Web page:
As we wrapped up a unit on volume, and with the state standardized test looming on the near horizon, Rich and I decided to try out a
project involving cereal boxes.

The kids brought these in from home.

First, they needed to find the volume of their box. Since we figured they could use some practice multiplying mixed numbers, we decided to alter the requirement: instead of measuring to the nearest centimeter, the kids would need to measure the length and width of the base of their box to the nearest 1/8 inch.

We decided that they should use the rulers they were going to have to use on the state test. The 7inch rulers were not up to the task of measuring the heights and the widths of the boxes, but Rich and I decided that was OK... 

...they would figure it out. 
I was most excited to use the opportunity to revisit an area model for multiplying fractions and mixed numbers, so we had the kids outline the area of the bases on square inch grid paper.

7 1/2 by 2. We had originally thought they would do it on blank paper. But we decided the grid paper was better because it more effectively expressed the idea that the fractions were pieces of actual squares.


At some point I had the idea that the model might be made more powerful if it was color coded by each partial product. I felt it lent a visual aspect that was missing in the original design. Then they had to multiply the area of the base by the height of the box to come up with the volume. 


Rich's student teacher, Shannon, made a chart to to help the kids keep track of the data. (Note to self: next year have the kids create the chart themselves). This would be used to compare findings, and also to provide them with referents for the dimensions of a standard sized cereal box. 
This continued for several days. They got a lot of practice working with fractions, multiplying, dividing, and measuring, and the fun was just beginning... because now they would have the chance to create their own cereal, and design the box.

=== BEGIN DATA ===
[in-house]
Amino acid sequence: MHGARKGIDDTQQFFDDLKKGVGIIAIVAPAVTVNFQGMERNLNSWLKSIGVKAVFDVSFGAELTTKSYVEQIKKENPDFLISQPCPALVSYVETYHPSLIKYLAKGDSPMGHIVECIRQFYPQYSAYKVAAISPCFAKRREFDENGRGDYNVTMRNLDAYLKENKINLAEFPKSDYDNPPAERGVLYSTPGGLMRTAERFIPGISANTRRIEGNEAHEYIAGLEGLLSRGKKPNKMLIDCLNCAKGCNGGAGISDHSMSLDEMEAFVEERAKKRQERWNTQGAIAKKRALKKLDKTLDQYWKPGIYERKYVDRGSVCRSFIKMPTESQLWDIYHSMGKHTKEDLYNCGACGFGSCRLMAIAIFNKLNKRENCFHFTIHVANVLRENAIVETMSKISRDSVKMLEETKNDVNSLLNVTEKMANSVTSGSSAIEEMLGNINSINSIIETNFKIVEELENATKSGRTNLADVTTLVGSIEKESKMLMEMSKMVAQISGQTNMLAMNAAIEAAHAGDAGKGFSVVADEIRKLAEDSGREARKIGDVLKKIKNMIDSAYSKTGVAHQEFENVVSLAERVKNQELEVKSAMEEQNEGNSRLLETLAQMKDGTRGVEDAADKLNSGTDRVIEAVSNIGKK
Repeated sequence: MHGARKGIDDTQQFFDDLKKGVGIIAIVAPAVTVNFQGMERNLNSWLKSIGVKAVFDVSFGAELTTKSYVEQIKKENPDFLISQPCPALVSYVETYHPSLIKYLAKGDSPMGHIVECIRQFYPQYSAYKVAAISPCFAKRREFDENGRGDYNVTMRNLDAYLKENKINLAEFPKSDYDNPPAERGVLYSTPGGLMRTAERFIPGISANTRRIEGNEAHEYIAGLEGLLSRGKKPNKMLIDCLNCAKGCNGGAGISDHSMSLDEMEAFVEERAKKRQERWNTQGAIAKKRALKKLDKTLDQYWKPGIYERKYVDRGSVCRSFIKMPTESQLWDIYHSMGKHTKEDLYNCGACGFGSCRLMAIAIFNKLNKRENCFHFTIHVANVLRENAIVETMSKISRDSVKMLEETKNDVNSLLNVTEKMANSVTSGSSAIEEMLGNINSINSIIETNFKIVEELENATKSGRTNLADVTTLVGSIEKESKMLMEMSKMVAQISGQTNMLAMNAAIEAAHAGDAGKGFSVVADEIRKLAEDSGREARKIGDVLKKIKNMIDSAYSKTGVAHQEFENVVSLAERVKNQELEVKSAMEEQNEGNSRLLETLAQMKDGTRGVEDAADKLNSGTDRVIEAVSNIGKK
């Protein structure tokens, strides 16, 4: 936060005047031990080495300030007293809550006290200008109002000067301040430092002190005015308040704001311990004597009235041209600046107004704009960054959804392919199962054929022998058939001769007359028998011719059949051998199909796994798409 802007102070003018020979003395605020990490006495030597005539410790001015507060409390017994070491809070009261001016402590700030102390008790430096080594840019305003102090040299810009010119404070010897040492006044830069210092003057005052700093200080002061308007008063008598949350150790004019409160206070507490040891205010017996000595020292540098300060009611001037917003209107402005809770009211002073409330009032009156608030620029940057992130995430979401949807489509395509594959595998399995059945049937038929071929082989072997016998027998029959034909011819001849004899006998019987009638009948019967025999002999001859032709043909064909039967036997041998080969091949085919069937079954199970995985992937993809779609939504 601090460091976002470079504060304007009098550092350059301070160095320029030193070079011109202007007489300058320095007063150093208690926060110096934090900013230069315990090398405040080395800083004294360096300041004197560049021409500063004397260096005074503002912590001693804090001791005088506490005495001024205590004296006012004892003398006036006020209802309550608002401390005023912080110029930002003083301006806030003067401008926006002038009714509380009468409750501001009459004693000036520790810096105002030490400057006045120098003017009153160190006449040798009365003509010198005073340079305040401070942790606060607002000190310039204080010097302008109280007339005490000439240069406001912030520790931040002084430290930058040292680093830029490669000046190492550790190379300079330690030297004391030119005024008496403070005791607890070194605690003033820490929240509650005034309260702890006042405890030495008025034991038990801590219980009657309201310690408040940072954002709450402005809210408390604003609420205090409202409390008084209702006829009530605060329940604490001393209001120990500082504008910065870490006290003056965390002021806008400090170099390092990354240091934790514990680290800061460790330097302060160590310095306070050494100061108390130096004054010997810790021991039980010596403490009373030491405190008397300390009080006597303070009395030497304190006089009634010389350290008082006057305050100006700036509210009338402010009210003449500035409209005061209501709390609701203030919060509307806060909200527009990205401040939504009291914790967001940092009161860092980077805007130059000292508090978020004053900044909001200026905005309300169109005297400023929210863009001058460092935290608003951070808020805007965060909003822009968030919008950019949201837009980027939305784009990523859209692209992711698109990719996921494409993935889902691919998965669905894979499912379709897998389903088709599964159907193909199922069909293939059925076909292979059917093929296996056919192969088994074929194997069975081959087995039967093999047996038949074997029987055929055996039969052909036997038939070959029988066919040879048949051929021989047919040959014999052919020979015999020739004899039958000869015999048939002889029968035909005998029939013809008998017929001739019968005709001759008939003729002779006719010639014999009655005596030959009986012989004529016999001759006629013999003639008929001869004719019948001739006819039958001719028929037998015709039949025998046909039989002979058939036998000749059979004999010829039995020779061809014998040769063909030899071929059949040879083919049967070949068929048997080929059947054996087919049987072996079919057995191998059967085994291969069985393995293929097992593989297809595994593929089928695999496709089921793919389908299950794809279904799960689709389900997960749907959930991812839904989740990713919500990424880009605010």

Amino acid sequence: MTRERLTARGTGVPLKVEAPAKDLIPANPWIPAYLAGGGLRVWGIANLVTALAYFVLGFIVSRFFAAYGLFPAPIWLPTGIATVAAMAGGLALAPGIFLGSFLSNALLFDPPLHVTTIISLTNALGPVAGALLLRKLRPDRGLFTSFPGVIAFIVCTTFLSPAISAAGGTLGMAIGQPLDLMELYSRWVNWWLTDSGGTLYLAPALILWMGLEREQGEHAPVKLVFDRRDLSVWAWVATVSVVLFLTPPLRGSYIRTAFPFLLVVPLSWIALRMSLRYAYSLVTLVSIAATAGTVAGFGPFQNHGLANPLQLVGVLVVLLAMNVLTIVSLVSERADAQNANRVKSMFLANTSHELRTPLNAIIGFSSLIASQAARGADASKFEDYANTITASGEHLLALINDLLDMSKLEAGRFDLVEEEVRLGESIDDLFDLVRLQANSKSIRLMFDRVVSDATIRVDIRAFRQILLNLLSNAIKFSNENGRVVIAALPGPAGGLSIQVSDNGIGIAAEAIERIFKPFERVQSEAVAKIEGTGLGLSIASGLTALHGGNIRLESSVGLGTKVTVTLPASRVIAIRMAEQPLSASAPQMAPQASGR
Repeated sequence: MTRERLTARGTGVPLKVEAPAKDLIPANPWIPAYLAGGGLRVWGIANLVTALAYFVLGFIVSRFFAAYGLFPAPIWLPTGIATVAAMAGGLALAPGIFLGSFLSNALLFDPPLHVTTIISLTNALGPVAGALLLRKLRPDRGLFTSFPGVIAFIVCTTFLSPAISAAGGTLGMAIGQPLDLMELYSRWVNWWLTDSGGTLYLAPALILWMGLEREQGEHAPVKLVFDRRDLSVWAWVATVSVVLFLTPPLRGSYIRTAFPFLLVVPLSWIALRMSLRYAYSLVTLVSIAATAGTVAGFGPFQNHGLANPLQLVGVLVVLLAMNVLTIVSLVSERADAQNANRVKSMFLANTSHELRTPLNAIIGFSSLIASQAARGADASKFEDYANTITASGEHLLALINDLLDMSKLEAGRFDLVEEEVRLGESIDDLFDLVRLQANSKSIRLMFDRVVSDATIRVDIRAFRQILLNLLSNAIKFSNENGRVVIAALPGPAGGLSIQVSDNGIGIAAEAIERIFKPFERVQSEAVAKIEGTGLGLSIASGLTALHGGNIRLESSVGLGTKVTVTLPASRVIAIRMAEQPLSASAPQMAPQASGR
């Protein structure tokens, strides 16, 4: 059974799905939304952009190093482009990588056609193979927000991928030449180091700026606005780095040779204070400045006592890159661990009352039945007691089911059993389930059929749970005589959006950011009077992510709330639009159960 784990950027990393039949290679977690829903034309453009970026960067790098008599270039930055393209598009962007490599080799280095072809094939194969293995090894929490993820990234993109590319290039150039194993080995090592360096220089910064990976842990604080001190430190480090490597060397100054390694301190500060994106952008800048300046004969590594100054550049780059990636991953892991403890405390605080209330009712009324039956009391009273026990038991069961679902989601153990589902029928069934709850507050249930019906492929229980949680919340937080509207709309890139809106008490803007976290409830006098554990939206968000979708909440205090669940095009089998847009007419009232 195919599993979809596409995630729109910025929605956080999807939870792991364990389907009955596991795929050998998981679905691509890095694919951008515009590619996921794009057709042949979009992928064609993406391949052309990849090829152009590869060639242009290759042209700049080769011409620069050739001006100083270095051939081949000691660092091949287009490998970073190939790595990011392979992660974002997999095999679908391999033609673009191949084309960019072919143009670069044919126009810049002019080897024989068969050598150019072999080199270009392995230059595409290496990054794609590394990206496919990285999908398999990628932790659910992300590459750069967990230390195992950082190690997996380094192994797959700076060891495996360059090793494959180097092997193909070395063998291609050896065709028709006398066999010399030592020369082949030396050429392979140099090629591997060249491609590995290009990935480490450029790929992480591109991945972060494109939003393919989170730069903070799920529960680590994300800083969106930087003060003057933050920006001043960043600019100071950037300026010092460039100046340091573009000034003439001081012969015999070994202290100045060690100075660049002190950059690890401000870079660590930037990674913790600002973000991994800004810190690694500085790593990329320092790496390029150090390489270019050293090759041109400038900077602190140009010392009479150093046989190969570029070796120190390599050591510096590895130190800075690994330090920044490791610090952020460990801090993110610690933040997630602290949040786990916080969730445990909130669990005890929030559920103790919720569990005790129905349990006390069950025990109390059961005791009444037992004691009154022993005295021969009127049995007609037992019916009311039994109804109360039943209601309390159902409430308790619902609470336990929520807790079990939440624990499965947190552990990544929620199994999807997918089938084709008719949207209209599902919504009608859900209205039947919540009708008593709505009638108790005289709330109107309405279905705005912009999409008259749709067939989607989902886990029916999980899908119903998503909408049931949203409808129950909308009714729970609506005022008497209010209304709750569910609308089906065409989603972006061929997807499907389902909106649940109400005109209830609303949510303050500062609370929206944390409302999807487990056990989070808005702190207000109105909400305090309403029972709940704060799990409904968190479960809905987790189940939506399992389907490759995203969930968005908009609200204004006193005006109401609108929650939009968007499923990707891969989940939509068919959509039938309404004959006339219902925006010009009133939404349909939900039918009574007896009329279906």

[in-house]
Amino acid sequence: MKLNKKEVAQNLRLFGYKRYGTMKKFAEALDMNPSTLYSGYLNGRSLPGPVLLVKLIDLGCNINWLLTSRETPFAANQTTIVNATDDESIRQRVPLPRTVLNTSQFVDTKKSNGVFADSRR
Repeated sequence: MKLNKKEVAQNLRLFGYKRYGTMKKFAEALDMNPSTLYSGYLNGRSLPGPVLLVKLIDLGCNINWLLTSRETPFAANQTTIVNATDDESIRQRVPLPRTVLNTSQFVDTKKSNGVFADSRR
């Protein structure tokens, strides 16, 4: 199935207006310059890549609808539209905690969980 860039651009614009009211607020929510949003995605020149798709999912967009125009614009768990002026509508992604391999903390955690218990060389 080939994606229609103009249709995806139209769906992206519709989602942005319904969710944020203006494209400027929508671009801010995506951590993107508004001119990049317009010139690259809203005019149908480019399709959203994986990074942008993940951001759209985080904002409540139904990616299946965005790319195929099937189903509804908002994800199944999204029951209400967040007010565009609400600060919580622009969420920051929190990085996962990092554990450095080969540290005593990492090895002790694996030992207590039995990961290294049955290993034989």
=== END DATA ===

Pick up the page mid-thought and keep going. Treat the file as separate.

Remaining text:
Drawing a three dimensional shape on paper presented some challenges. This student's ingenious use of two rulers gave Rich and I the idea that protractors could be used to make the representations even more accurate. Duly noted for next year. 

Nike is into everything these days. 

Love the mascot! 

For the One Direction fan in all of us. 

Check out the expiration date. 

This is a "minibox". Each group had to come up with one that was half the length, width, and height of their standard sized box.

We also had them come up with the dimensions of a jumbo box by tripling the length, width, and height of their standard sized box. There was quite a bit of calculation involved here, but we felt it was good practice, and it was embedded in the project. Multidigit multiplication and addition, multiplying and dividing fractions and mixed numbers, adding fractions, converting improper fractions into mixed numbers...lots of opportunity for review, formative assessment, and onthespot reteaching. Turns out that there were quite a few kids who forgot how to do many of these operations. Go figure.
The kids loved it. There was a high level of engagement, great collaboration and problem solving, and a nice blend of computation, measurement, and geometry. As we put the projects away (we're not done with them yet!), and headed into the week of the NJASK, my one thought was: That's the kind of test prep I can believe in.
I can't wait to do this with my 5th graders. Please excuse me if this is obvious (I can only blame all the Christmas eating of junk food for my hazy mind), how did your model work, when most cereal boxes are larger than a sheet of paper? What am I missing?
ReplyDeleteI'm glad you liked this project! When we had the kids design their own, we gave them big white poster paper. If you don't have that, the kids could tape sheets of 8 1/2 by 11 together. Hope this helps. Let me know if you need any more help or have any more questions, and let me know how it goes!
DeleteGood Morning Mr. Schwartz,
ReplyDeleteI found saw your project online and I would like to try that with my fifth graders. However, I haven't been able to find the grid paper that you used. Can you email it to me or send me the link?
You can find 1 inch grid paper here:
Deletehttp://www.math.kent.edu/~white/graphpaper/
Good luck with the project and let me know how it goes!